The Castle now is a museum, open to the public and displaying in its more than 140 rooms valuable collections of paintings, porcelain, glass, tapestries, furniture, hunting trophies, arms and much more. The mid-19th century riding school is now occupied by the Aleš Gallery (1952-55), named after the Czech painter Mikoláš Aleš (1852 – 1913), with a large collection of paintings and sculpture by Southern Bohemian artists from the Middle Ages (particularly the Gothic period) to the present day. A beautiful park, with a game reserve surrounds the Castle.

In the Castle grounds are also a winter garden and riding hall which has housed Southern Bohemian gallery exhibitions since 1956. The Castle offers several guided tours, during which one may admire the interiors of private rooms and lavish ceremonial halls. The interior walls and ceilings are richly decorated with wood carvings and panelled with valuable wood. Some rooms are decorated with paintings by European masters from the 16th to 18th centuries, chandeliers, stained glass and Delft ceramics – especially the bedroom and dressing room of Princess Eleonora, the reading room and Hamilton’s Cabinet. Portraits on the walls depict the most important members of the Schwarzenberg family. Visitors will also appreciate the Castle armoury and the kitchen, with 19th- and 20th-century appliances.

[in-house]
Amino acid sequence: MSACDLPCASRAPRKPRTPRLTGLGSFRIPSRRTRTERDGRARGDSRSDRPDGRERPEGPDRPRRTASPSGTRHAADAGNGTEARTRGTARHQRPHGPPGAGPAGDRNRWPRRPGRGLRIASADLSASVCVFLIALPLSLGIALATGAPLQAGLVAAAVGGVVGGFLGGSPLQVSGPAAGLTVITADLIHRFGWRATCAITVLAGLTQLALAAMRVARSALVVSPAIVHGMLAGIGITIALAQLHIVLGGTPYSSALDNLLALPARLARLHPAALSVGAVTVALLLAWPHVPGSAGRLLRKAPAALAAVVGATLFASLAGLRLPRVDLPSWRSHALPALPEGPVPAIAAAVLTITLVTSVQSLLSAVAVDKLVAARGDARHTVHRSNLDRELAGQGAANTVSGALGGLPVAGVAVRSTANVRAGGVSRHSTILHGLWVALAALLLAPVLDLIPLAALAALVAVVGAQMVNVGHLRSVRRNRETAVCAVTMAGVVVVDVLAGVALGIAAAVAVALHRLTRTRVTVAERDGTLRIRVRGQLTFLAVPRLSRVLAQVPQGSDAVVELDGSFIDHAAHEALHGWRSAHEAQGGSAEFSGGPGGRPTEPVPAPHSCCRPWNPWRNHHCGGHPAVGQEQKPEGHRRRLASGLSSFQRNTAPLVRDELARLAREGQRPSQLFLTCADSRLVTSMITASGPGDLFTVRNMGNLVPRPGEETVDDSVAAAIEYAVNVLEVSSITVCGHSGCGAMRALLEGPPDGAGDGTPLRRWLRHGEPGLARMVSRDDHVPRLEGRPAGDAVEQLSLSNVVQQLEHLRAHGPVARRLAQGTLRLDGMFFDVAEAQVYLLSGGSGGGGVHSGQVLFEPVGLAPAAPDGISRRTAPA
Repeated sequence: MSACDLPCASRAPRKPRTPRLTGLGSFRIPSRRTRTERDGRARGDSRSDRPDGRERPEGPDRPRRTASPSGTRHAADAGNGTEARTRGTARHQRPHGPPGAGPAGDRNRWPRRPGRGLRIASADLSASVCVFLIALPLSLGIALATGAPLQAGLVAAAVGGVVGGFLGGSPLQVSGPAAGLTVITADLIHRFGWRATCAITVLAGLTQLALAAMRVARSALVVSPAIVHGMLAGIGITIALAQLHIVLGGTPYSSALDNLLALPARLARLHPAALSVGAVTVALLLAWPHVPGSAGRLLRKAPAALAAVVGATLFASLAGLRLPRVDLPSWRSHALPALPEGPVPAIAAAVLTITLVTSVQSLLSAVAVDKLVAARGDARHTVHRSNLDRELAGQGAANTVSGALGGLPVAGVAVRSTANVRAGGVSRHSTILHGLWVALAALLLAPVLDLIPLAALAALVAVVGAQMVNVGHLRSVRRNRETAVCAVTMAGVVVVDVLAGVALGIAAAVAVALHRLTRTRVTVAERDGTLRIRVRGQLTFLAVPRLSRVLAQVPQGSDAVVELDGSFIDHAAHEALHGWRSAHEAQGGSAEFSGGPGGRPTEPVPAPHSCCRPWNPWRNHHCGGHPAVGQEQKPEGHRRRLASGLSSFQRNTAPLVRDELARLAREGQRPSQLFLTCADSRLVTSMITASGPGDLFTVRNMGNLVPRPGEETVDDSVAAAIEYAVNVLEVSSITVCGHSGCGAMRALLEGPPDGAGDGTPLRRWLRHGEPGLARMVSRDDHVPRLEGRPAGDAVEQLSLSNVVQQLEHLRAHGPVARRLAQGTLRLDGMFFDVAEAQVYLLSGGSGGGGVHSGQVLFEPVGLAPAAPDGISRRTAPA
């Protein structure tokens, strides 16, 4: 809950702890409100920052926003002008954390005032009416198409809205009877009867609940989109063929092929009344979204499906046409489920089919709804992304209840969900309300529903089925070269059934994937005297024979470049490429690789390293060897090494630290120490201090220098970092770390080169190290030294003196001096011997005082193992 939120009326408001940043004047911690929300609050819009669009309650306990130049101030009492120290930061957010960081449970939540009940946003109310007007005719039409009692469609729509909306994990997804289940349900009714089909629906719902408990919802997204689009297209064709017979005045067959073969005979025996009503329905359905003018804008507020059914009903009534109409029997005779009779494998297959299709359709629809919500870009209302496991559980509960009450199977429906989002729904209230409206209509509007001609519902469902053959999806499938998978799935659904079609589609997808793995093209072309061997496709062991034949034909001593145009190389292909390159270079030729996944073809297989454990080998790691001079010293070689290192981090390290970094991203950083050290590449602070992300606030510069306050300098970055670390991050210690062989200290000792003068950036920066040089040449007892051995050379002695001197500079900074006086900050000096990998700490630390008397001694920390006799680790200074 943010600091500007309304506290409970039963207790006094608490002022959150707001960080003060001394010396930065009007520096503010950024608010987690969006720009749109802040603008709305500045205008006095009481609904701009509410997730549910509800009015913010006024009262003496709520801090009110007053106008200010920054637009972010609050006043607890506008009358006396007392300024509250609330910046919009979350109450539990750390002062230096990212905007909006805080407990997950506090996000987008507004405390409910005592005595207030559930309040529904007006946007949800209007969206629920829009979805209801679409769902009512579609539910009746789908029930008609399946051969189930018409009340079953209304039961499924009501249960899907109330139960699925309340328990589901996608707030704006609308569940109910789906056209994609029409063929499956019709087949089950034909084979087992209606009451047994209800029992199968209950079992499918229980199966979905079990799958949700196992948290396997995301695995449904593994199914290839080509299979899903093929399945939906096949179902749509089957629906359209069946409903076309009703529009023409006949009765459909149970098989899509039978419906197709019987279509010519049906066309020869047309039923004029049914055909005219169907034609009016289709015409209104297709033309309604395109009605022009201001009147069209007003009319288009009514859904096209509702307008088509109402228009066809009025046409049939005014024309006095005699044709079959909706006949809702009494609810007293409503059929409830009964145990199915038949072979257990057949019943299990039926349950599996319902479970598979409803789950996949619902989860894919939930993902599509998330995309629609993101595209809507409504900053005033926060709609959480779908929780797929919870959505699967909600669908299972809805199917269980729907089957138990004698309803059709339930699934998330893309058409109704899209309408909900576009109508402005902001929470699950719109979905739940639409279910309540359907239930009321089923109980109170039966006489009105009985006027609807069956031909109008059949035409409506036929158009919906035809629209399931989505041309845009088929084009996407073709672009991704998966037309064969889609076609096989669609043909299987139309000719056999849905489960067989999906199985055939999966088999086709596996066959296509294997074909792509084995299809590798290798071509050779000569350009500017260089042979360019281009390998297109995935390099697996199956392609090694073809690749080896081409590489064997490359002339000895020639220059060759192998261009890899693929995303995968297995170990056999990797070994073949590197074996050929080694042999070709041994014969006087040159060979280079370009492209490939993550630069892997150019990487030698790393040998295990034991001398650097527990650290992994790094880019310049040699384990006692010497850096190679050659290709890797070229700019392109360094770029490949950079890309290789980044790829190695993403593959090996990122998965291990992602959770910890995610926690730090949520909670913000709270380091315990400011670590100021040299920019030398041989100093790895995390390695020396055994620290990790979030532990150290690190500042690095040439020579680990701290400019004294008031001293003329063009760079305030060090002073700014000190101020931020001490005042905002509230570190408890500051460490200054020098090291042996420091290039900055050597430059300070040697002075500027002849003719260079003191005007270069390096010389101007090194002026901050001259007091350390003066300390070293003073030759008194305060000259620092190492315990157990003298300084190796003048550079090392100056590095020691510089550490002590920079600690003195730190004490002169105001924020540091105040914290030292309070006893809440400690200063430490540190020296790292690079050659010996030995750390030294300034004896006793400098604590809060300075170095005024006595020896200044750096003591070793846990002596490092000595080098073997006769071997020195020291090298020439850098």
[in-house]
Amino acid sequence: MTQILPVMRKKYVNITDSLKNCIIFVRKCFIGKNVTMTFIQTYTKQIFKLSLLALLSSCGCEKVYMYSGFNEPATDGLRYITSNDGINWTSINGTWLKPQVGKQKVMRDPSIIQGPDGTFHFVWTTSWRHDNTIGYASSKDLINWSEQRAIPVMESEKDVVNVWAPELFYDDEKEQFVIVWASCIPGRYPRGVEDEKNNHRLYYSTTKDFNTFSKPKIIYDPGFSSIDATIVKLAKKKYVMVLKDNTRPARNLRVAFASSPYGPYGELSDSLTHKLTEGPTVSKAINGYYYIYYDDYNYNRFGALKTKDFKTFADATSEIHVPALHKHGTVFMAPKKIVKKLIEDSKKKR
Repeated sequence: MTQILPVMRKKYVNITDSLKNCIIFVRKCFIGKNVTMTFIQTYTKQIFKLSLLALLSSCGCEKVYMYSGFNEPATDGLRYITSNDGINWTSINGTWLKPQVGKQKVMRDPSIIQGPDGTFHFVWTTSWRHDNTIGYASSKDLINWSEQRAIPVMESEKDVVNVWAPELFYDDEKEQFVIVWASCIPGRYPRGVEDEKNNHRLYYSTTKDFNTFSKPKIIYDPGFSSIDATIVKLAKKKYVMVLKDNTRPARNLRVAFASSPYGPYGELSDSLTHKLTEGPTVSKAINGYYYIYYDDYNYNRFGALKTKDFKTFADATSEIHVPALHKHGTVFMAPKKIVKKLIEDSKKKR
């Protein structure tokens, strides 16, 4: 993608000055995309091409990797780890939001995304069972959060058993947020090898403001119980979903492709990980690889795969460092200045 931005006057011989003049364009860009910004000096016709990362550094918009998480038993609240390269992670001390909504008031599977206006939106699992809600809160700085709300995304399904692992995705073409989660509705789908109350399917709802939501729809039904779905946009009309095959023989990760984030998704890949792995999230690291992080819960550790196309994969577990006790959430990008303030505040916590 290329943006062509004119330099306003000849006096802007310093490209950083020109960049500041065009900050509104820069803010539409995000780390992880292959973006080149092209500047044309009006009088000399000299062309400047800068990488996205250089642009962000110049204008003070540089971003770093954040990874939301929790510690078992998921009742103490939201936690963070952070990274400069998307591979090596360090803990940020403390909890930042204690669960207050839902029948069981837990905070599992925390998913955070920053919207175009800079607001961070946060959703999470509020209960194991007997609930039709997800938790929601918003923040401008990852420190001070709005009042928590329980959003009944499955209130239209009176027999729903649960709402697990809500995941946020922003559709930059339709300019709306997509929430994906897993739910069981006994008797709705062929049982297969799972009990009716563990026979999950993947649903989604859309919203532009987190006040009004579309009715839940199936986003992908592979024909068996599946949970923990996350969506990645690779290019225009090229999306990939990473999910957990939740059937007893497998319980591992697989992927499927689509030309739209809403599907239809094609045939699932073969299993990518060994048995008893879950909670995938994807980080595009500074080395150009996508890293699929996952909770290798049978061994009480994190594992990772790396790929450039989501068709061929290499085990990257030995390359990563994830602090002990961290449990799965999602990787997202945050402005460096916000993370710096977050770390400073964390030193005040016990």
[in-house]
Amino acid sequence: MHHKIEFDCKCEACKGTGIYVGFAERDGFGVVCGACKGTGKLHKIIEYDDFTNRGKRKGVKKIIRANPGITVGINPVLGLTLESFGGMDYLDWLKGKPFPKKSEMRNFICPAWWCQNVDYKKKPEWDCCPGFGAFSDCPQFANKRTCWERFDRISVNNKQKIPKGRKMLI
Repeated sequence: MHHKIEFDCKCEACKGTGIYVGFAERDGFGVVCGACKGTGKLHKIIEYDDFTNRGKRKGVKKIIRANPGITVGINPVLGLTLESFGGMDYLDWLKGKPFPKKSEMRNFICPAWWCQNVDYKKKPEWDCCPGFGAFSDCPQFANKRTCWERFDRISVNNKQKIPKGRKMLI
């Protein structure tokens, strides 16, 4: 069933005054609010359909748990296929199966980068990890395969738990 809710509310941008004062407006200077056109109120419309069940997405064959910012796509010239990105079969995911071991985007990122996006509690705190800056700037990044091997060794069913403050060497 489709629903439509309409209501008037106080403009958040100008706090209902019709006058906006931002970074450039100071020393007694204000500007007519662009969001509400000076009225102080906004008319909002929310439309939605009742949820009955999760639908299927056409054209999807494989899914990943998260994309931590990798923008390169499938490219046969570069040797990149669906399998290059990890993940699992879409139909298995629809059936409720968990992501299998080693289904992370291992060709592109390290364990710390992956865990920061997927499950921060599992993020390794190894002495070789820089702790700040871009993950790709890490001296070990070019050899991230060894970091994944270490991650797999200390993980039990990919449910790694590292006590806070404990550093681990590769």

Červená Lhota Chateau

Červená Lhota (Red Lhota) is a Renaissance water chateau in the eastern part of South Bohemia. The Chateau and pond, park and some farm buildings were declared a National Cultural Monument of the Czech Republic in 2001. The Chateau is owned by the State (administrated by the National Monument Institute) and has been open to to the public since 1949. The first written mention dates from 1465, when Knight Jan Kába of Rybňany had the old Gothic fortress rebuilt into a more comfortable Renaissance chateau, called Nová Lhota (New Lhota). The name Red Lhota dates back to the beginning of the 17th century, named for the colour of the Chateau, according to a legend. Over the centuries, the Chateau has been owned by various aristocratic families, e.g. the Windischgrätzs and Schönburgs. The Chateau contains a fine collection of furniture. It was occupied for a time by 18th-century musician and composer, Karl Ditters von Dittersdorf.